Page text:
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Yurs v. Director of Labor


APRIL 5, 1968.






Appeal from the Circuit Court of Kane County, Sixteenth Judicial Circuit; the Hon. CHARLES G. SEIDEL, Judge, presiding. Judgment affirmed.


These are appeals from judgment orders in consolidated Administrative Review Actions affirming the decision of the Director of Labor of the State of Illinois that Margaret Stover, an organist, was an employee of the plaintiffs under the Unemployment Compensation Act of Illinois.

The case requires construction of sections 206 and 212 of the Unemployment Compensation Act, defining "Employment." Section 206 provides, as material here, as follows:

". . . `employment' means . . . any service after June 30, 1940 performed by an individual for an employing unit . . ." (Ill Rev Stats 1965, c 48, § 316.)

Section 212 of the Act is as follows:

"Service performed by an individual for an employing unit, whether or not such individual employs others in connection with the performance of such services, shall be deemed to be employment unless and until it is proven in any proceeding where such issue is involved that —

"A. Such individual has been and will continue to be free from control or direction over the performance of such services, both under his contract of service and in fact; and

"B. Such service is either outside the usual course of the business for which such service is performed or that such service is performed outside of all the places of business of the enterprise for which such service is performed; and

"C. Such individual is engaged in an independently established trade, occupation, profession, or business." (Ill Rev Stats 1965, c 48, § 322.)

No question is raised on the pleadings, and the following facts are undisputed.

During the period from January 1, 1959, through February 28, 1961, and for some time prior thereto, plaintiff Donald Yurs was engaged, as sole proprietor, in operating funeral homes. Within the period named, Yurs had three full-time employees. In addition, a Margaret Stover played the organ in Yurs' funeral home within 26 calendar weeks in the year 1958, within 40 calendar weeks in the year 1959, and within 34 calendar weeks in the year 1960. The January 1, 1959, beginning date for the determination and assessment against Yurs as an individual is explained by the Director's compliance with the four-year limitation period on such actions provided by section 2207 of the Unemployment Compensation Act. (Ill Rev Stats 1965, c 48, § 687.)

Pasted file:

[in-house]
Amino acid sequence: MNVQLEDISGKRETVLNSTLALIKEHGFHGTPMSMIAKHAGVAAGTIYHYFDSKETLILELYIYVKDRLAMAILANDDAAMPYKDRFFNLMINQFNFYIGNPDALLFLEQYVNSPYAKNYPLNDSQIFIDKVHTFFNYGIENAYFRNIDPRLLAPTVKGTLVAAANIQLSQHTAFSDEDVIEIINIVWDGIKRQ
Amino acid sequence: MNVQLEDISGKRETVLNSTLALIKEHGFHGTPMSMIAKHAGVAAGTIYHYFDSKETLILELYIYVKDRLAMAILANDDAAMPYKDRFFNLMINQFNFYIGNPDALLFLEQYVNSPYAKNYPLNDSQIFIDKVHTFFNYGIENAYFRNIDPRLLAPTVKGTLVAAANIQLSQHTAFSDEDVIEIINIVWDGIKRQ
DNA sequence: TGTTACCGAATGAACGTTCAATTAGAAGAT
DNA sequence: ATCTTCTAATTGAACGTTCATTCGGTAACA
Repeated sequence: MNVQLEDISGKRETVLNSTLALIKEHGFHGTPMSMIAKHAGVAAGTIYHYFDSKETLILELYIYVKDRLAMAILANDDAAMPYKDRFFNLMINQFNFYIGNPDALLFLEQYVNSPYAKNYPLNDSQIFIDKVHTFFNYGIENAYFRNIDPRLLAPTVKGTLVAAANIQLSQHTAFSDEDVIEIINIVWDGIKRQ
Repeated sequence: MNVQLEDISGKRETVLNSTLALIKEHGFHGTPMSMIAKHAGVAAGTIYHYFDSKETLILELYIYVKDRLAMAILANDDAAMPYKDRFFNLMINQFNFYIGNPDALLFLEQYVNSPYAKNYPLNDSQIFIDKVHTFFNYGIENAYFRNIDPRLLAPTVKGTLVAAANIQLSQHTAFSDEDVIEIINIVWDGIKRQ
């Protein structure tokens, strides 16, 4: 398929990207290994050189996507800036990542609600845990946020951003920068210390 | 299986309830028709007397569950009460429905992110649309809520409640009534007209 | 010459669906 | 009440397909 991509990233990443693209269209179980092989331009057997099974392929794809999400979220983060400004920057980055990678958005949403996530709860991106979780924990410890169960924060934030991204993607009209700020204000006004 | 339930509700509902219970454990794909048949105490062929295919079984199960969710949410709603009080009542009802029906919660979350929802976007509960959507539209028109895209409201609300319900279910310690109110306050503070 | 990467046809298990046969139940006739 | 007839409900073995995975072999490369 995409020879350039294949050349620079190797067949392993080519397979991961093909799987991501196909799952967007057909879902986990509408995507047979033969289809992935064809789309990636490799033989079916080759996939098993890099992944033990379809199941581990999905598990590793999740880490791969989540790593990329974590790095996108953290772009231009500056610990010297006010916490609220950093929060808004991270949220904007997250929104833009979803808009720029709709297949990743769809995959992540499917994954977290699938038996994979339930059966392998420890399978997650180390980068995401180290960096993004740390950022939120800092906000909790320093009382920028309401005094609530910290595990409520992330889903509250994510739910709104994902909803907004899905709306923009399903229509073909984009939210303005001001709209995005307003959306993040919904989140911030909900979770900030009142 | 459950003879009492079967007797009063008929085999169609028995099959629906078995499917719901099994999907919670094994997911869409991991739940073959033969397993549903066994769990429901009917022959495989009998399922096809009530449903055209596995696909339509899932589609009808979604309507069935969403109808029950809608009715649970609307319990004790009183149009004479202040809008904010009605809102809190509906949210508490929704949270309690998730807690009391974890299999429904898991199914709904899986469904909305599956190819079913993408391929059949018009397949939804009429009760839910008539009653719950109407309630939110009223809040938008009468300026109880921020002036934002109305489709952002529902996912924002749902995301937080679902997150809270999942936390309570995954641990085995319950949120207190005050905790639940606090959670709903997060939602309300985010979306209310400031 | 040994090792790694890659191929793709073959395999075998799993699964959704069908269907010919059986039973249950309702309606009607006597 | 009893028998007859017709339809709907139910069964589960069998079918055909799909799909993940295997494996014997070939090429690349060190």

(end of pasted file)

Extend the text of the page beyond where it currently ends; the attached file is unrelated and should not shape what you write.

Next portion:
Effective March 1, 1961, the funeral home business was incorporated as Yurs Funeral Home, Incorporated, and continued to operate on the same basis as it had formerly. As an employer subject to the Unemployment Compensation Act, Yurs Funeral Home, Incorporated, paid contributions on the wages of its admitted employees which did not include amounts paid to the organist. The determination and assessment against the corporation is for amounts paid the organist and is in this sense "supplemental" to those reported by the corporation. Both cases thus are concerned with an identical basic issue which accounts for their consolidation.

The organist began playing in Yurs' funeral home about 1950. At that time pursuant to an understanding between Yurs and the organist, she would be available to play providing she had no prior engagement which could not be cancelled. When the organist had a previous engagement, Yurs called on another organist. The arrangement between Yurs and the organist required the latter to begin playing fifteen minutes before services. This period of background music might be reduced to as little as five minutes, depending upon the rate at which callers assembled. The organist was expected to be on time, and she was never late for a funeral. There were fifteen or twenty hymns appropriate for this preliminary music.